After the boat cruise, we went to lunch at a pub called the Rose & Crown. I ate a large amount of fried food, which was delicious. After the pub, we went to Trinity Church and saw William Shakespeare's grave! That was really incredible. His grave was surprisingly plain, but there was still something about it that was very significant. 

We went to dinner at the Dirty Duck. I wasn't very hungry, so I just got some delicious Jamaican ginger cheesecake. After dinner, we went over to the RSC Main Stage to see As You Like It. This was a very interesting interpretation of the play, and my least favorite of the plays that we've seen on the trip. I still enjoyed it, but compared to the other shows we've seen, it was weak. 

After the play, we claimed our bags and went to get on the bus, which was sitting next to the B&B. When we boarded, the driver was asleep in the front seat, which was not exactly comforting. In his defense, it was almost midnight...but still. We didn't get home until 2:00 AM. It was a long ride. 


Here begins the long weekend of transit! In the morning, we walked to the tube station, where we took the tube to Victoria. From Victoria we went to Kings Cross/St. Pancras station. From St. Pancras, we got on an over-land train for 45 minutes to the Luton airport. We took our 50 minute plane to the airport, where we took a bus to the city center!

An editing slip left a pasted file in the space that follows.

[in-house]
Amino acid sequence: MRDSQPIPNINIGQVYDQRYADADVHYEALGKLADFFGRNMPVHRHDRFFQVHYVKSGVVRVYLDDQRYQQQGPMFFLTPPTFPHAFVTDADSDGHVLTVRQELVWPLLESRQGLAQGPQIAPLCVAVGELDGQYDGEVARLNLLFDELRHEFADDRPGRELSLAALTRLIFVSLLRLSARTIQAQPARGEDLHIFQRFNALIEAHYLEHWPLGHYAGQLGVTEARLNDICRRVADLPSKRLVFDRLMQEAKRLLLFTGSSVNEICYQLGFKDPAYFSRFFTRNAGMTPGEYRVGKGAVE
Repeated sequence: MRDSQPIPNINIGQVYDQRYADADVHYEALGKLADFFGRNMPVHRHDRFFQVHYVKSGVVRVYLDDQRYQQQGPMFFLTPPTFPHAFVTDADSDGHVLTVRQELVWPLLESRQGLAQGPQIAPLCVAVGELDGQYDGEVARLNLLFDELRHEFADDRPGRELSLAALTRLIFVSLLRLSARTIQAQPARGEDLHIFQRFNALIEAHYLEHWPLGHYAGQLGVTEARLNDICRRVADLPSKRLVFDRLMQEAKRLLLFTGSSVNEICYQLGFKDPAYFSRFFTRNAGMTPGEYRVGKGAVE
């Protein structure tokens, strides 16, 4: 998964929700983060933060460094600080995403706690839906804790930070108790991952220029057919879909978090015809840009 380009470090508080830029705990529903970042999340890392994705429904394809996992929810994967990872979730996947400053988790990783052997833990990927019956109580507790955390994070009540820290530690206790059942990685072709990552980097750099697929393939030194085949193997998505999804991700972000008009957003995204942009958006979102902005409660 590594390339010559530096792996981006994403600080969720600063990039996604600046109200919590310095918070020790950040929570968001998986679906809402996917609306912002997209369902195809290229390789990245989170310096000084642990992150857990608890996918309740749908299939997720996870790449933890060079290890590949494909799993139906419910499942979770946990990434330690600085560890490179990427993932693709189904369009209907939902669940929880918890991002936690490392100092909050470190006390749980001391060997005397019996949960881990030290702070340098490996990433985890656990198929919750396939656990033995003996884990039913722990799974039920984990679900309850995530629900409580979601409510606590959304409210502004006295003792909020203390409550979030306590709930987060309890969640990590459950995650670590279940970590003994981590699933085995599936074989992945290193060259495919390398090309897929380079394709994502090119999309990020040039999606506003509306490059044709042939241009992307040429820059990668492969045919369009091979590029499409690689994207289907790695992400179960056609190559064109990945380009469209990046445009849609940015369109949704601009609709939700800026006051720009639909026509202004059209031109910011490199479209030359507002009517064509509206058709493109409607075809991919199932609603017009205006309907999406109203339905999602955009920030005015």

Our first night in Ireland, we went to the Arlington Hotel Bar. I had an absolutely awesome beef rib sandwich and we watched a really long set by an Irish guy playing guitar and singing. After a few hours there, we went for a walk around the city and went back to the hostel to play cards. 


I decided to get some sleep Sunday morning while some of the group went to St. Patrick's cathedral. When they got back, we went to the Dublin Writer's Museum. They had some really cool old books, including a first edition copy of Dracula. 

After the museum, we went for another walk. The plan was to follow the River Liffey to the ocean, but there wasn't a direct route, as far as we could see, without actually jumping in the river. While walking, we got caught in a sudden rainstorm that lasted less than three minutes. Standing in the Irish rain was a really awesome experience, being wet for the rest of the day was worth it. 

When we finished our five-mile walk, we went to DiFontaine's, a really popular pizza joint. After pizza, we did a little bit of pub crawling, visiting the famous Temple Bar and Oliver St. John Gogarty's, where we heard some more music. Then we went and got some milkshakes and back to the hostel for some more cards.